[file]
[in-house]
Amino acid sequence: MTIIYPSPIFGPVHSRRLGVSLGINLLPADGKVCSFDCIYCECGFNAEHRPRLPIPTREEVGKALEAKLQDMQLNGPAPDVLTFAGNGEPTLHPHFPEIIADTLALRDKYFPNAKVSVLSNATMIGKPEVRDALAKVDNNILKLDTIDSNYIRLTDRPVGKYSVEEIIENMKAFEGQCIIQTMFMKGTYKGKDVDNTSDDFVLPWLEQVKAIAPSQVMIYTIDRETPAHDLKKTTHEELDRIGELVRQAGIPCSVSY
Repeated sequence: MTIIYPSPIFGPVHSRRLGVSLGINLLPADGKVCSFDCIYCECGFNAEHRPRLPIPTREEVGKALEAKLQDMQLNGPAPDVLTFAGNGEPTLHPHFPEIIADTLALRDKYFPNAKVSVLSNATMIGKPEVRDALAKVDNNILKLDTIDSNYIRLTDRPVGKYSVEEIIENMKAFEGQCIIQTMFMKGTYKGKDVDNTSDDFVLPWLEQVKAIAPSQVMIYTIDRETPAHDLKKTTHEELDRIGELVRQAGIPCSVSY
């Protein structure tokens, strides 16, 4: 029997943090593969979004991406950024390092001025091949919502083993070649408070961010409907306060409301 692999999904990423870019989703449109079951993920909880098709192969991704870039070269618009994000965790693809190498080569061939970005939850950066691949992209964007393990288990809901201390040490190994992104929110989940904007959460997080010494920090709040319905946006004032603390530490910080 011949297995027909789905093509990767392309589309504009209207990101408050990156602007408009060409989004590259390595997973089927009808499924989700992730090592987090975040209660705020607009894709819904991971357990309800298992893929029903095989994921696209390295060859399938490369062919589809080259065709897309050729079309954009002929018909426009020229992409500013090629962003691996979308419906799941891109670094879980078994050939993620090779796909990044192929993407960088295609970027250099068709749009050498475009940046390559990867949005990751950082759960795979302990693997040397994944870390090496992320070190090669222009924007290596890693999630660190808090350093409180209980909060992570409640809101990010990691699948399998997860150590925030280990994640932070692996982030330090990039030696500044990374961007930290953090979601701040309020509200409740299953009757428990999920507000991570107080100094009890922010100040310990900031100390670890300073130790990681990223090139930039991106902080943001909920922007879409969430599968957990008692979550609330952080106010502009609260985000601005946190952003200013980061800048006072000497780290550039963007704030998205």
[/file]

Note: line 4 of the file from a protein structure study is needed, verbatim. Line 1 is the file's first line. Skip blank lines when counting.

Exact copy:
């Protein structure tokens, strides 16, 4: 029997943090593969979004991406950024390092001025091949919502083993070649408070961010409907306060409301 692999999904990423870019989703449109079951993920909880098709192969991704870039070269618009994000965790693809190498080569061939970005939850950066691949992209964007393990288990809901201390040490190994992104929110989940904007959460997080010494920090709040319905946006004032603390530490910080 011949297995027909789905093509990767392309589309504009209207990101408050990156602007408009060409989004590259390595997973089927009808499924989700992730090592987090975040209660705020607009894709819904991971357990309800298992893929029903095989994921696209390295060859399938490369062919589809080259065709897309050729079309954009002929018909426009020229992409500013090629962003691996979308419906799941891109670094879980078994050939993620090779796909990044192929993407960088295609970027250099068709749009050498475009940046390559990867949005990751950082759960795979302990693997040397994944870390090496992320070190090669222009924007290596890693999630660190808090350093409180209980909060992570409640809101990010990691699948399998997860150590925030280990994640932070692996982030330090990039030696500044990374961007930290953090979601701040309020509200409740299953009757428990999920507000991570107080100094009890922010100040310990900031100390670890300073130790990681990223090139930039991106902080943001909920922007879409969430599968957990008692979550609330952080106010502009609260985000601005946190952003200013980061800048006072000497780290550039963007704030998205």